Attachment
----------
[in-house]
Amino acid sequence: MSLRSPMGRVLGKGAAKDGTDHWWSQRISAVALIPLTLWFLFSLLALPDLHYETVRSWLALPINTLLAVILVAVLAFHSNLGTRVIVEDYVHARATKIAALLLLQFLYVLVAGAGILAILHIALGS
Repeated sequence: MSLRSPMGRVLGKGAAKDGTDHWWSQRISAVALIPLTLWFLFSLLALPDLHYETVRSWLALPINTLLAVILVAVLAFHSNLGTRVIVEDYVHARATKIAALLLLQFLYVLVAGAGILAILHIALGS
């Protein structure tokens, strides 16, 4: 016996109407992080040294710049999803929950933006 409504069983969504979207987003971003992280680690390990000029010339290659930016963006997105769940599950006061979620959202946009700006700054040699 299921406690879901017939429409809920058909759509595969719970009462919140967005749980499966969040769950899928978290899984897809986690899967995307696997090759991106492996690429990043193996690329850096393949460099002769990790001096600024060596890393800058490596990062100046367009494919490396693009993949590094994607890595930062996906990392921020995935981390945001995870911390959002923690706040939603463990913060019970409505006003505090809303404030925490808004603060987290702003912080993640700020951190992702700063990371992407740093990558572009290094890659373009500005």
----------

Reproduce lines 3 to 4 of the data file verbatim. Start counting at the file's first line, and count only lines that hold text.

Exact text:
Repeated sequence: MSLRSPMGRVLGKGAAKDGTDHWWSQRISAVALIPLTLWFLFSLLALPDLHYETVRSWLALPINTLLAVILVAVLAFHSNLGTRVIVEDYVHARATKIAALLLLQFLYVLVAGAGILAILHIALGS
């Protein structure tokens, strides 16, 4: 016996109407992080040294710049999803929950933006 409504069983969504979207987003971003992280680690390990000029010339290659930016963006997105769940599950006061979620959202946009700006700054040699 299921406690879901017939429409809920058909759509595969719970009462919140967005749980499966969040769950899928978290899984897809986690899967995307696997090759991106492996690429990043193996690329850096393949460099002769990790001096600024060596890393800058490596990062100046367009494919490396693009993949590094994607890595930062996906990392921020995935981390945001995870911390959002923690706040939603463990913060019970409505006003505090809303404030925490808004603060987290702003912080993640700020951190992702700063990371992407740093990558572009290094890659373009500005």